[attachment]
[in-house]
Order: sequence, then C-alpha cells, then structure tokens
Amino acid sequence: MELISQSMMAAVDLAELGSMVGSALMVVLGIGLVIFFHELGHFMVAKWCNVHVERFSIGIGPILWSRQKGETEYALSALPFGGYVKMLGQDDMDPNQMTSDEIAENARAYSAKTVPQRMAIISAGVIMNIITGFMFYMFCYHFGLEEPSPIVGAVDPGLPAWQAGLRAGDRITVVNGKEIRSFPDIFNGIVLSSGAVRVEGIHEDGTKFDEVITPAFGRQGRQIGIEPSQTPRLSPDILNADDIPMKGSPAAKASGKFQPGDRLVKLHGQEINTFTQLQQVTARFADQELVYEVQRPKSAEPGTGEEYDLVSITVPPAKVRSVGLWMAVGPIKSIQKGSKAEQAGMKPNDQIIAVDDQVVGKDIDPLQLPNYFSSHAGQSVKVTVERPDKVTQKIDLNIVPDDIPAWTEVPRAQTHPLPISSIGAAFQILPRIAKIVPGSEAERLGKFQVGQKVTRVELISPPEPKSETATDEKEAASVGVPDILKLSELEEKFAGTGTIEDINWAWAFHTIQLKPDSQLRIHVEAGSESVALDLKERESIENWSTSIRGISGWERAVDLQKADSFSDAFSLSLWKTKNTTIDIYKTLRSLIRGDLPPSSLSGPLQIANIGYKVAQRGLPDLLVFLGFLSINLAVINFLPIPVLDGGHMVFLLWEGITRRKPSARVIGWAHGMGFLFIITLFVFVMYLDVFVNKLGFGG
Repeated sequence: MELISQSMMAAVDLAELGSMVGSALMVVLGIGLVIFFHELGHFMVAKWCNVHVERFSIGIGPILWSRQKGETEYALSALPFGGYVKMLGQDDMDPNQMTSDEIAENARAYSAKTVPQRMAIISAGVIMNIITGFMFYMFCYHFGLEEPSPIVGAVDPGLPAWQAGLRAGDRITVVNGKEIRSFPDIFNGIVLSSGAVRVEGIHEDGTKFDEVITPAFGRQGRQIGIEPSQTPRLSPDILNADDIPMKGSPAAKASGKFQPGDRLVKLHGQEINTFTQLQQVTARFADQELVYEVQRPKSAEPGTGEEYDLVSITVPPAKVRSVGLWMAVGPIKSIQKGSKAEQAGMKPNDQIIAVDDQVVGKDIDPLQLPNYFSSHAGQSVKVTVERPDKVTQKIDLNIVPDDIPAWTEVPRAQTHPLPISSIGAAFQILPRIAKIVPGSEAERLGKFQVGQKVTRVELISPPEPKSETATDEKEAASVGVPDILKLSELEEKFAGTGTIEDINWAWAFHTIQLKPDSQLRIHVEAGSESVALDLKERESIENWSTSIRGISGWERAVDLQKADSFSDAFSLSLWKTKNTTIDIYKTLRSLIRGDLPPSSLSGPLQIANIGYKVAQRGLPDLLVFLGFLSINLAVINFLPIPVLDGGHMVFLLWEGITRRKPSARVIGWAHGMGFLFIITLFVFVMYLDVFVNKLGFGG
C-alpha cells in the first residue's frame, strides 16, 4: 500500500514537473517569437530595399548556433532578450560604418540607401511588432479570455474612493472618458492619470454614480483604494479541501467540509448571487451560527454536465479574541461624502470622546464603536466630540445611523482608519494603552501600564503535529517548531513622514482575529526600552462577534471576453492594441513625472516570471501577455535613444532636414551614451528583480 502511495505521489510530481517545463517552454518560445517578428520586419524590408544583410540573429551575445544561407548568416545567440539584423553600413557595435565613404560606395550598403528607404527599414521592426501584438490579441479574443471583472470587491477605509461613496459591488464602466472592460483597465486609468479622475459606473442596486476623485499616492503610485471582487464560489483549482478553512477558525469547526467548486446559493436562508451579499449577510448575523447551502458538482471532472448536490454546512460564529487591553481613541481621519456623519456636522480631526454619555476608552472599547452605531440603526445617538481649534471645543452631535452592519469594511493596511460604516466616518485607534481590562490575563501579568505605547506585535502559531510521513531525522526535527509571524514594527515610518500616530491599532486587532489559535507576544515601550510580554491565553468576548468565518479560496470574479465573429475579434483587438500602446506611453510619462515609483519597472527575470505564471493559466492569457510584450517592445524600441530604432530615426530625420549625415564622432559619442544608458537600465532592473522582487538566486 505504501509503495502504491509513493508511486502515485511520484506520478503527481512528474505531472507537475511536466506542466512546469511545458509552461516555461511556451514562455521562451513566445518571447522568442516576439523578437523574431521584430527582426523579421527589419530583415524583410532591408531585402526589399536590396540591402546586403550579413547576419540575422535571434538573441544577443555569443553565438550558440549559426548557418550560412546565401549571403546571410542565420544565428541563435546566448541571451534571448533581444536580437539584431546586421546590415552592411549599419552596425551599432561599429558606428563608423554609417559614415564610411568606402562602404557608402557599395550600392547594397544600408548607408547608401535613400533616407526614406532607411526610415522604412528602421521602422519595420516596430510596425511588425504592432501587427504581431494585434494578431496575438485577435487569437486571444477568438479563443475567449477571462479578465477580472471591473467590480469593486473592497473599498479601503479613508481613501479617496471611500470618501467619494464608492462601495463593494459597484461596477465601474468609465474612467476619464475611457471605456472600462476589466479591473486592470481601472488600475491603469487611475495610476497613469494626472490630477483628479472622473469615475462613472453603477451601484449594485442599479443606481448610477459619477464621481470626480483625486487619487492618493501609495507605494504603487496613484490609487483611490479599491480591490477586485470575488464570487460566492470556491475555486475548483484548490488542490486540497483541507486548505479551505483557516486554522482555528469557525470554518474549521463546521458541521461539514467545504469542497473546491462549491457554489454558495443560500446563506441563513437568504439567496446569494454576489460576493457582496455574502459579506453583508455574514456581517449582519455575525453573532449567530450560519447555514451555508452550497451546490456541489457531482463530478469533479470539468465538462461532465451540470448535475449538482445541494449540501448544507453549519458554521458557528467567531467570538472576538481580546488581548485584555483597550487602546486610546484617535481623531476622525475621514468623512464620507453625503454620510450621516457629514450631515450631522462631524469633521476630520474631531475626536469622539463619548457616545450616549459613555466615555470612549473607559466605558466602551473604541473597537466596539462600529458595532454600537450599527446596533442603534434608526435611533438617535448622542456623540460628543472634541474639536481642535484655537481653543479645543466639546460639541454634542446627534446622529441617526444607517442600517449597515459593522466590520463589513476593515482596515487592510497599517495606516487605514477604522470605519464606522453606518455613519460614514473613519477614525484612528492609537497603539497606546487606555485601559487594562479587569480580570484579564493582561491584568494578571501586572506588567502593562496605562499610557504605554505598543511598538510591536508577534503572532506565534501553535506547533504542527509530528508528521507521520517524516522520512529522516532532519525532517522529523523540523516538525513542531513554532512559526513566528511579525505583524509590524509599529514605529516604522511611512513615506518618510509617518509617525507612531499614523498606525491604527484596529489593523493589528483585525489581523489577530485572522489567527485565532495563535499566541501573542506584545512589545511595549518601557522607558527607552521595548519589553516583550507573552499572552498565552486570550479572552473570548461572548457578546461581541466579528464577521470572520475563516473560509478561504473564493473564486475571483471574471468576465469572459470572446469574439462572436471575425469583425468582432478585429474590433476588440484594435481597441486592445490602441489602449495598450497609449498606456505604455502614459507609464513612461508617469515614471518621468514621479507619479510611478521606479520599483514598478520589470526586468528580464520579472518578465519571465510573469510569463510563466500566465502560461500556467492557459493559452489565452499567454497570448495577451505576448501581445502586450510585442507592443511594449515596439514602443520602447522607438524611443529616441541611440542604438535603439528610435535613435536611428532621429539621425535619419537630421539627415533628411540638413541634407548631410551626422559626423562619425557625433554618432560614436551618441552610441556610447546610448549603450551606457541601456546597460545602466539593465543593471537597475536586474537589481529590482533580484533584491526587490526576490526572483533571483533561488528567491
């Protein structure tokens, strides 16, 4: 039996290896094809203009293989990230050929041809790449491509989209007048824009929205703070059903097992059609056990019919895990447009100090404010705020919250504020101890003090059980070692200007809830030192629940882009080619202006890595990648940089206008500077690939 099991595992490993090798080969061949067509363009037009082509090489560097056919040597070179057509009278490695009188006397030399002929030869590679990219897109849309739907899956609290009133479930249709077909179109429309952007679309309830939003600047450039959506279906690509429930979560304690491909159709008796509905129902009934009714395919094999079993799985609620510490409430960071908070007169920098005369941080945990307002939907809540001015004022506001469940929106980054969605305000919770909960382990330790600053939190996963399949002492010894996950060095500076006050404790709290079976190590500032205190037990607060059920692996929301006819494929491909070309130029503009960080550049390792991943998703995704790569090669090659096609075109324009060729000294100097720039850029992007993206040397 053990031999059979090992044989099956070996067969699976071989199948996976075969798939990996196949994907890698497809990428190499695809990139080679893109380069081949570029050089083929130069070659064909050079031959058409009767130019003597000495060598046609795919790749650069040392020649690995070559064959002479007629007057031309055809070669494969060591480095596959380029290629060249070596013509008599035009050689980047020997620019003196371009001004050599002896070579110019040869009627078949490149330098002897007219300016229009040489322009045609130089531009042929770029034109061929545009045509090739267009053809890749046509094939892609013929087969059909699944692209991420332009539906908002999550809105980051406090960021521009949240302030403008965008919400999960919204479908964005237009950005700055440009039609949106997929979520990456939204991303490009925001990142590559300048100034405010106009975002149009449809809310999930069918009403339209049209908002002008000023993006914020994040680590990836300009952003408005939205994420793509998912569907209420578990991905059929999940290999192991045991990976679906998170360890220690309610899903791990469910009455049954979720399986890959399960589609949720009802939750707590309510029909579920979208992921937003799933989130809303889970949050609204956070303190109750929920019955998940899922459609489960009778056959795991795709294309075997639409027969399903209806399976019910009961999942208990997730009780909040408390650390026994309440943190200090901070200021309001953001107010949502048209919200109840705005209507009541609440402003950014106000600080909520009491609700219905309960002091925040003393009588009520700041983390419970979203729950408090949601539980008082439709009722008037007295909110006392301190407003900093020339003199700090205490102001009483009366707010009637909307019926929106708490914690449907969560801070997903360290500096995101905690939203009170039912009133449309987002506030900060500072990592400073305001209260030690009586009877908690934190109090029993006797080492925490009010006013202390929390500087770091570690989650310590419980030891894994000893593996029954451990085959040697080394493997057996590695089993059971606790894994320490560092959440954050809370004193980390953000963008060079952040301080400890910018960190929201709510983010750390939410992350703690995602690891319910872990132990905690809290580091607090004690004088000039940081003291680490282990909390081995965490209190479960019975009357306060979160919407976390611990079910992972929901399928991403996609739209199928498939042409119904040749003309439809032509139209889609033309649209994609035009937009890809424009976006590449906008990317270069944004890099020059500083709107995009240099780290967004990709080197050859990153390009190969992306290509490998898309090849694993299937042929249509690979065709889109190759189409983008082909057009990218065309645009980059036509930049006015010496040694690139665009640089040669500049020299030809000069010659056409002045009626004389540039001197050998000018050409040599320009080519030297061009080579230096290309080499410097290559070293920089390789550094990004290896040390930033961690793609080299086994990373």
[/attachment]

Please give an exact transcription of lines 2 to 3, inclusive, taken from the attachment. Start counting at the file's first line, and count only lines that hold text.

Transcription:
Order: sequence, then C-alpha cells, then structure tokens
Amino acid sequence: MELISQSMMAAVDLAELGSMVGSALMVVLGIGLVIFFHELGHFMVAKWCNVHVERFSIGIGPILWSRQKGETEYALSALPFGGYVKMLGQDDMDPNQMTSDEIAENARAYSAKTVPQRMAIISAGVIMNIITGFMFYMFCYHFGLEEPSPIVGAVDPGLPAWQAGLRAGDRITVVNGKEIRSFPDIFNGIVLSSGAVRVEGIHEDGTKFDEVITPAFGRQGRQIGIEPSQTPRLSPDILNADDIPMKGSPAAKASGKFQPGDRLVKLHGQEINTFTQLQQVTARFADQELVYEVQRPKSAEPGTGEEYDLVSITVPPAKVRSVGLWMAVGPIKSIQKGSKAEQAGMKPNDQIIAVDDQVVGKDIDPLQLPNYFSSHAGQSVKVTVERPDKVTQKIDLNIVPDDIPAWTEVPRAQTHPLPISSIGAAFQILPRIAKIVPGSEAERLGKFQVGQKVTRVELISPPEPKSETATDEKEAASVGVPDILKLSELEEKFAGTGTIEDINWAWAFHTIQLKPDSQLRIHVEAGSESVALDLKERESIENWSTSIRGISGWERAVDLQKADSFSDAFSLSLWKTKNTTIDIYKTLRSLIRGDLPPSSLSGPLQIANIGYKVAQRGLPDLLVFLGFLSINLAVINFLPIPVLDGGHMVFLLWEGITRRKPSARVIGWAHGMGFLFIITLFVFVMYLDVFVNKLGFGG